McElwee: Real change in education require engaged citizens
Only 18.5 percent of West Virginia's 15-year olds in 2009 were proficient in math, according to the Program for international Student Assessment. That put the Mountain State on a par with Bulgaria. Only Alabama, New Mexico and Mississippi had worse standings.
Just 18 percent of this state's 8th-graders in 2009 were proficient in math, according to the National Assessment of Educational Progress. Only Alabama and Mississippi ranked worse. And just 3 percent of West Virginia eighth-graders were advanced in math. No state had a lesser percentage.
As for student academic readiness for college through the ACT exam, state students tested 13 percentage points below the national average in math, and 6 points below in science.
In 2008, the Legislature had a "vision" that by 2020, student achievements in West Virginia would exceed international and national averages on these three tests, PISA, NAEP, and ACT. The Legislature's "vision" was more akin to fantasy and utopianism.
National appraisals of the state's public school system are no better than our student test scores. The appraisals (1) ranked our students 49th in science and engineering readiness, ahead of only Mississippi; (2) gave the state an F in K-12 achievement with only one state ranked lower; and (3) graded the state as D in teacher quality.
The state's science standards were described as "a confusing and unsatisfactory hodgepodge" by the Thomas B. Fordham Institute.
West Virginia's obstacles to significant improvement in student achievement and national appraisals are formidable, and we should not delude ourselves by believing otherwise. There are far more bases for pessimism than optimism when we consider our public school predicament forthrightly without political gloss.
The state's public school system is gigantic, intricate, intimidating, controversial, intractable, and is perceived by many as unalterable.
The school system is like quicksand giving a sinking sensation to those who try to understand it, much less reform it, and repels reform initiators and drains the spirit of those who would try.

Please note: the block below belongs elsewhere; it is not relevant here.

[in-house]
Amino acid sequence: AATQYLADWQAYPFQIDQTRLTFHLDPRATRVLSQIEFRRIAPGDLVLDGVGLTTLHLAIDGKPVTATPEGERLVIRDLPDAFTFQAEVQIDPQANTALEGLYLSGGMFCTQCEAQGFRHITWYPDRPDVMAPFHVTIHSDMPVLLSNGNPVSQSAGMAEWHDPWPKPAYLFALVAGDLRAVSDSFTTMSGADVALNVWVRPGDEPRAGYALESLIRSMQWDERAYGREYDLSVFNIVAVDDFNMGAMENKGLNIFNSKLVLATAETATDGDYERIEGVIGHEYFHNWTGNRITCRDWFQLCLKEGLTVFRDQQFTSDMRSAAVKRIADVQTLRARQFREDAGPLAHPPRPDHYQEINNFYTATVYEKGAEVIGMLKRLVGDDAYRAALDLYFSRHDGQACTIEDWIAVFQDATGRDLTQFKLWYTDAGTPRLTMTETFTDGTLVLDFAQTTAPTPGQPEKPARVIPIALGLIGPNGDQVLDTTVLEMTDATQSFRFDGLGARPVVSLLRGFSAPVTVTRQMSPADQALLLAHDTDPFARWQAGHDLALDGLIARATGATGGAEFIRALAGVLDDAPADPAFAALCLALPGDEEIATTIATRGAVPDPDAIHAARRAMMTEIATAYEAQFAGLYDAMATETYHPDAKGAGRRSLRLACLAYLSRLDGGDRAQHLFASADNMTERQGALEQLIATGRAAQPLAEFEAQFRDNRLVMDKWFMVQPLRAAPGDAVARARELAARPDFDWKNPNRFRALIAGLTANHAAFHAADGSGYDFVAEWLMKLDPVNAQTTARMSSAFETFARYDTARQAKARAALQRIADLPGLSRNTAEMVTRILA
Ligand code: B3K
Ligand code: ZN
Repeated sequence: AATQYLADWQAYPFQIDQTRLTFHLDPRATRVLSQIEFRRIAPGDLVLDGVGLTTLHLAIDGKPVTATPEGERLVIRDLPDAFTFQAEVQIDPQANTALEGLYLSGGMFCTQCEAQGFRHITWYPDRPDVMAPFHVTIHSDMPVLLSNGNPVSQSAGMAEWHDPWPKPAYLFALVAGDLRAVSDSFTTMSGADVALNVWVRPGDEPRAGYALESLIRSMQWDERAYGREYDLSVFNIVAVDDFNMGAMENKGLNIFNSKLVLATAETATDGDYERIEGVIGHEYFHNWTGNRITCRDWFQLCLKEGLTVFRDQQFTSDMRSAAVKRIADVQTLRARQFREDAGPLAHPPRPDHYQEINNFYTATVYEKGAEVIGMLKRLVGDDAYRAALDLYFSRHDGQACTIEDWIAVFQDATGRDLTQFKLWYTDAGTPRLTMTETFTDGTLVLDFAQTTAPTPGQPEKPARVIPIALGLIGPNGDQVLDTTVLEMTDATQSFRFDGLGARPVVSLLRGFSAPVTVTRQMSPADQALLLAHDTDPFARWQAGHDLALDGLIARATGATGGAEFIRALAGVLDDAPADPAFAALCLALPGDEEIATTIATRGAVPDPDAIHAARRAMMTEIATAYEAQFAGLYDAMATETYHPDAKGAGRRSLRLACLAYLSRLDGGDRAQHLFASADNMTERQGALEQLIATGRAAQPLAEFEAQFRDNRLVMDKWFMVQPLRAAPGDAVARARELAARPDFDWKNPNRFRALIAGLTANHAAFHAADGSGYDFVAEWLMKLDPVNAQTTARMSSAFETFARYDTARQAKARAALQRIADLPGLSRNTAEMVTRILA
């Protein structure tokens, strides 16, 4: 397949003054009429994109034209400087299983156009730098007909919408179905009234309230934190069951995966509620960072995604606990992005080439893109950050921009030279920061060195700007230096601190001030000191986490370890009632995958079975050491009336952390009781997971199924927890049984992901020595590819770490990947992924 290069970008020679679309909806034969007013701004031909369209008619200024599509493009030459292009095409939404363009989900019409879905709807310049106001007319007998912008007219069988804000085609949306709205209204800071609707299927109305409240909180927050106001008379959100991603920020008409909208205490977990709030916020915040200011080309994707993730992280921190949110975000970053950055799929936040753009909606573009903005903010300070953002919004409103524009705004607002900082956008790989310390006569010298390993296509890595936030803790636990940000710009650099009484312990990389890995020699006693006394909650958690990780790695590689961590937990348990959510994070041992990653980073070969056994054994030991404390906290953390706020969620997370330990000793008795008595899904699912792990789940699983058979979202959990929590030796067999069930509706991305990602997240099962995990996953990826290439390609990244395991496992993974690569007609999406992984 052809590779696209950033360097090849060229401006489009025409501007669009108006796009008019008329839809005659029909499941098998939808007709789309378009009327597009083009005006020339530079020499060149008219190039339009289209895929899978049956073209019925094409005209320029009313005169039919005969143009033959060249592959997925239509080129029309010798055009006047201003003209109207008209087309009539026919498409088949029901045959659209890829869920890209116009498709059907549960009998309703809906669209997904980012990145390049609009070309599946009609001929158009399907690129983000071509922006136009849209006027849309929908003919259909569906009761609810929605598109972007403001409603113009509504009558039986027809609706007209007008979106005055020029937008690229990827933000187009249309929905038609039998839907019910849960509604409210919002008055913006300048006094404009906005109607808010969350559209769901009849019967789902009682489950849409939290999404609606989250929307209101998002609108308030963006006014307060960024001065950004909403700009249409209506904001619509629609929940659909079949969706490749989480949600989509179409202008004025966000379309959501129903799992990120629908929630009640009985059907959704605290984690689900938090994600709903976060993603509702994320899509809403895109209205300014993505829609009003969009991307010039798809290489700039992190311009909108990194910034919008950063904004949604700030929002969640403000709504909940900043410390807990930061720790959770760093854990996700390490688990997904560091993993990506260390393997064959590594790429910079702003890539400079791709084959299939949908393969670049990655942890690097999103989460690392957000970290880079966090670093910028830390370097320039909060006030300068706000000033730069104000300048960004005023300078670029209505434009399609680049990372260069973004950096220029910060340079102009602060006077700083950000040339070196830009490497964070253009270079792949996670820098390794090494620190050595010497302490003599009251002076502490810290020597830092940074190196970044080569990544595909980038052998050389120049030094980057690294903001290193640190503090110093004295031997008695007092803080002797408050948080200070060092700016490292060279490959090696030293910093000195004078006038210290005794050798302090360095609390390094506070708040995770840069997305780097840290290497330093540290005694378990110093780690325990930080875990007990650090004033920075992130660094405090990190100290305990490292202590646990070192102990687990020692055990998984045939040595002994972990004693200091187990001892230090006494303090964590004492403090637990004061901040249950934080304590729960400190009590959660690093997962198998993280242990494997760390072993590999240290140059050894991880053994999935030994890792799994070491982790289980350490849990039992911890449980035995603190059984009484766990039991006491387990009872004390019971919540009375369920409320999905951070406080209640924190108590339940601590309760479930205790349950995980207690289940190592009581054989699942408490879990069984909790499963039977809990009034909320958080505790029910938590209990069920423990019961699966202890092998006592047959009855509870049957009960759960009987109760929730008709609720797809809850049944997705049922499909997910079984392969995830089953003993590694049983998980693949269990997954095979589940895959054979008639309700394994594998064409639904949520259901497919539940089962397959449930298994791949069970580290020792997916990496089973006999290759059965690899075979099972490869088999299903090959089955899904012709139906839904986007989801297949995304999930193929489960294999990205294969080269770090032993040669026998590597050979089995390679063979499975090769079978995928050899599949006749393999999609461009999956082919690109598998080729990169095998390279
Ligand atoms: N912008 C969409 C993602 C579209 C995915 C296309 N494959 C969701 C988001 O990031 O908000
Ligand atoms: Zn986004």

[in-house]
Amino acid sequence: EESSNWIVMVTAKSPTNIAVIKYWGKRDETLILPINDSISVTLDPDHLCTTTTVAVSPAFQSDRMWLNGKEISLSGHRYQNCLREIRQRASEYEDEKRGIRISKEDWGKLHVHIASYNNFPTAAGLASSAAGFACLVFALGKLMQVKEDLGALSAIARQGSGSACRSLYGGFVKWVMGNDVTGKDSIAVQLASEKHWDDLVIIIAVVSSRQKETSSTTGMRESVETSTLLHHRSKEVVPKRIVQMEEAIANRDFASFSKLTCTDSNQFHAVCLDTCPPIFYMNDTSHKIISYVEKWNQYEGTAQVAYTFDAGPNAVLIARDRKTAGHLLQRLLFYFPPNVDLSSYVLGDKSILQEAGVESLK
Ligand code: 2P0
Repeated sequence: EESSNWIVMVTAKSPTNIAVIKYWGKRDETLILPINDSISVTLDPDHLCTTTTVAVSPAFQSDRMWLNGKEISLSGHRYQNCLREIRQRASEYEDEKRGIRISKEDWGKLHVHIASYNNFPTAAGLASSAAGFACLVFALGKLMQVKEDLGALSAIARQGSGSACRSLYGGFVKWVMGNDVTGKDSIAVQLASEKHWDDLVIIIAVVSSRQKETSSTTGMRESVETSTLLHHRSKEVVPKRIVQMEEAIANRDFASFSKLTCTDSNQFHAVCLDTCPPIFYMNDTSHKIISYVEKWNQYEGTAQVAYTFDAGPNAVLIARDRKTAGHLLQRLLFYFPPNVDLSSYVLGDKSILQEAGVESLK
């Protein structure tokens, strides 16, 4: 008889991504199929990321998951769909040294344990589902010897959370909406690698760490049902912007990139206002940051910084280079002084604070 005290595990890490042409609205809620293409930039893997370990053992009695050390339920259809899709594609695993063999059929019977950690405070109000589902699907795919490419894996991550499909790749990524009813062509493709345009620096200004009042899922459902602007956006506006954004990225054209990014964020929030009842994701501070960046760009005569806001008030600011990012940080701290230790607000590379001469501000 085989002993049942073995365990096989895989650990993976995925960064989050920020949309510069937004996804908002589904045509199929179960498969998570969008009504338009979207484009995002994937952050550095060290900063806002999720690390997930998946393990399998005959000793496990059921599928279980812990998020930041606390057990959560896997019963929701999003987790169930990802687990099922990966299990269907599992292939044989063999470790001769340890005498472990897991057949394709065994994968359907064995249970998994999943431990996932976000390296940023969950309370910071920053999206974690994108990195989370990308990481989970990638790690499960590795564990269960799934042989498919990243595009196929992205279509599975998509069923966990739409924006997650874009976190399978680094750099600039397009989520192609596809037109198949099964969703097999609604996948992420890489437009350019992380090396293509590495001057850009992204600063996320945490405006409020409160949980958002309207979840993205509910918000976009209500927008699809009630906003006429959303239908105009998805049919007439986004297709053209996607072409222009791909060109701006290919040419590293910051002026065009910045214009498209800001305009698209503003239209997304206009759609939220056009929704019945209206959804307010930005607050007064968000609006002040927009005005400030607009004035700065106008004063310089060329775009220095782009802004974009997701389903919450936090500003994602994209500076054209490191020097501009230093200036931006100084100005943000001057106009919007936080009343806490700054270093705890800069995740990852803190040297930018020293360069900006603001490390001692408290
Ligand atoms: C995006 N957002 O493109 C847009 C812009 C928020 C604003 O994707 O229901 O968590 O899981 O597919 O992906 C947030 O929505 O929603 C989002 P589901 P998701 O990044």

Accordingly, we procrastinate and console ourselves that somehow the school system will be improved by our endless talking, talking and more talking -- by conducting public forums -- by establishing "visions" (amounting to avoidance and escapism) -- by having "dreams" -- and by establishing "goals" that have no realistic expectations of being met, in part, because there is no real push, especially by the Legislature, to achieve them.
The Legislature is directed by the state Constitution to "provide for [an] efficient system of free schools." It has failed. Rather than providing for efficient management and administration of our school system, it has provided inefficient micromanagement.
The much-discussed Education Audit describes the state's education system as being "detailed to the extreme in statutory language that results in an education system that has little flexibility to modify policy and operations without changes to code."
The Legislature has been counterproductive. Almost yearly it adds bits and pieces (morsels to those who advocate them) to already cluttered and overreaching laws. many of which are antiquated, inconsistent or redundant, confusing and of dubious value -- or by creating a second Department of Education (the Department of Education and the Arts) after having apparently concluded that one Department of Education is not enough.
In the meantime, our student achievement scores in science and math languish at or near the bottom when compared to other national and international school systems.
There exists no easy fix. Make no mistake about it. Any real commitment to address deficiencies in our existing school system will involve hard work and much critical thinking over an extended period of time. It will be complex to execute; it will involve controversy; it will call for tough decisions; and its success cannot be assured. But is there an alternative to facing up to these challenges? I think not.
The real commitment of which I write should originate with an aroused citizenry (with emphasis on young adults, politically unbeholden) who have been stirred out of their apathy and indifference to school affairs to become passionate about improving the achievement of our public school students.
The time to start a commitment is now, with a carefully designed, rationally sequenced, comprehensive identification of essential components of the public school system for citizen in-depth analysis, evaluation and recommendations.
This story aptly states my point: The great French Marshal Lyautey asked his gardener to plant a tree. The gardener said the tree was slow-growing and would not reach maturity for 100 years. The marshal replied, "In that case, there is no time to lose -- plant it this afternoon."
McElwee is a Charleston lawyer.